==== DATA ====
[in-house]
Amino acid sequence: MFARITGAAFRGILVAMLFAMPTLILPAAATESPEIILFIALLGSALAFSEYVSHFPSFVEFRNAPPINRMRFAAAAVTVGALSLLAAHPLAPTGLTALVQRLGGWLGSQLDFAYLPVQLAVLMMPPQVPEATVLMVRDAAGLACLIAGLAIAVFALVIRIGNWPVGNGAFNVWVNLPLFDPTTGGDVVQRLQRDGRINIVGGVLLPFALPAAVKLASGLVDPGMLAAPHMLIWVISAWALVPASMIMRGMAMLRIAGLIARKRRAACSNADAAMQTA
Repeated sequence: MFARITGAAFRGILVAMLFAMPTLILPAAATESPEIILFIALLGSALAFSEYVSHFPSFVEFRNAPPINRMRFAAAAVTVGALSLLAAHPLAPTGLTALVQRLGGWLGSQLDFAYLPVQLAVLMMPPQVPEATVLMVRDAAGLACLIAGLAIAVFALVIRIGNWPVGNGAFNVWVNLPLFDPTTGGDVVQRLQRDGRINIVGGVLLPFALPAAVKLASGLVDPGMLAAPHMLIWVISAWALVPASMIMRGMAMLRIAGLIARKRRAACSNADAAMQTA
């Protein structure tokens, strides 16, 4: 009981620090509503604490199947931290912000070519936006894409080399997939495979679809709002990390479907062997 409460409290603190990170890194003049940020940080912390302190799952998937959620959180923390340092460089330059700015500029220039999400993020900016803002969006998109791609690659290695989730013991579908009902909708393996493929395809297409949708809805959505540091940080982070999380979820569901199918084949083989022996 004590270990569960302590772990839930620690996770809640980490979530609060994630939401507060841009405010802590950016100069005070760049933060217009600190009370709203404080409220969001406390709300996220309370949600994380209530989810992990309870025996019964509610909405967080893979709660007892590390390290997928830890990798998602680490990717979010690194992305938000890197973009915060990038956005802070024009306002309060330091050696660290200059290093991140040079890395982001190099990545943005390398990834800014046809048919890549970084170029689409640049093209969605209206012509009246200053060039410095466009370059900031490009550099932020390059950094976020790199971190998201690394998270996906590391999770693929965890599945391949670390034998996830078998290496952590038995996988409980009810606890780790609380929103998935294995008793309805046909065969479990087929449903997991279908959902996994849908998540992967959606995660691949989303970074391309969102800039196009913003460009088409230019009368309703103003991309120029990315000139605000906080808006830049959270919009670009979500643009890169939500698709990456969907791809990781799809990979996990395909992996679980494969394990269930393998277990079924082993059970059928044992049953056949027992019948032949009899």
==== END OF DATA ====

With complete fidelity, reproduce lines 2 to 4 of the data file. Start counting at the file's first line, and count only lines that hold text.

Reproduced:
Amino acid sequence: MFARITGAAFRGILVAMLFAMPTLILPAAATESPEIILFIALLGSALAFSEYVSHFPSFVEFRNAPPINRMRFAAAAVTVGALSLLAAHPLAPTGLTALVQRLGGWLGSQLDFAYLPVQLAVLMMPPQVPEATVLMVRDAAGLACLIAGLAIAVFALVIRIGNWPVGNGAFNVWVNLPLFDPTTGGDVVQRLQRDGRINIVGGVLLPFALPAAVKLASGLVDPGMLAAPHMLIWVISAWALVPASMIMRGMAMLRIAGLIARKRRAACSNADAAMQTA
Repeated sequence: MFARITGAAFRGILVAMLFAMPTLILPAAATESPEIILFIALLGSALAFSEYVSHFPSFVEFRNAPPINRMRFAAAAVTVGALSLLAAHPLAPTGLTALVQRLGGWLGSQLDFAYLPVQLAVLMMPPQVPEATVLMVRDAAGLACLIAGLAIAVFALVIRIGNWPVGNGAFNVWVNLPLFDPTTGGDVVQRLQRDGRINIVGGVLLPFALPAAVKLASGLVDPGMLAAPHMLIWVISAWALVPASMIMRGMAMLRIAGLIARKRRAACSNADAAMQTA
């Protein structure tokens, strides 16, 4: 009981620090509503604490199947931290912000070519936006894409080399997939495979679809709002990390479907062997 409460409290603190990170890194003049940020940080912390302190799952998937959620959180923390340092460089330059700015500029220039999400993020900016803002969006998109791609690659290695989730013991579908009902909708393996493929395809297409949708809805959505540091940080982070999380979820569901199918084949083989022996 004590270990569960302590772990839930620690996770809640980490979530609060994630939401507060841009405010802590950016100069005070760049933060217009600190009370709203404080409220969001406390709300996220309370949600994380209530989810992990309870025996019964509610909405967080893979709660007892590390390290997928830890990798998602680490990717979010690194992305938000890197973009915060990038956005802070024009306002309060330091050696660290200059290093991140040079890395982001190099990545943005390398990834800014046809048919890549970084170029689409640049093209969605209206012509009246200053060039410095466009370059900031490009550099932020390059950094976020790199971190998201690394998270996906590391999770693929965890599945391949670390034998996830078998290496952590038995996988409980009810606890780790609380929103998935294995008793309805046909065969479990087929449903997991279908959902996994849908998540992967959606995660691949989303970074391309969102800039196009913003460009088409230019009368309703103003991309120029990315000139605000906080808006830049959270919009670009979500643009890169939500698709990456969907791809990781799809990979996990395909992996679980494969394990269930393998277990079924082993059970059928044992049953056949027992019948032949009899």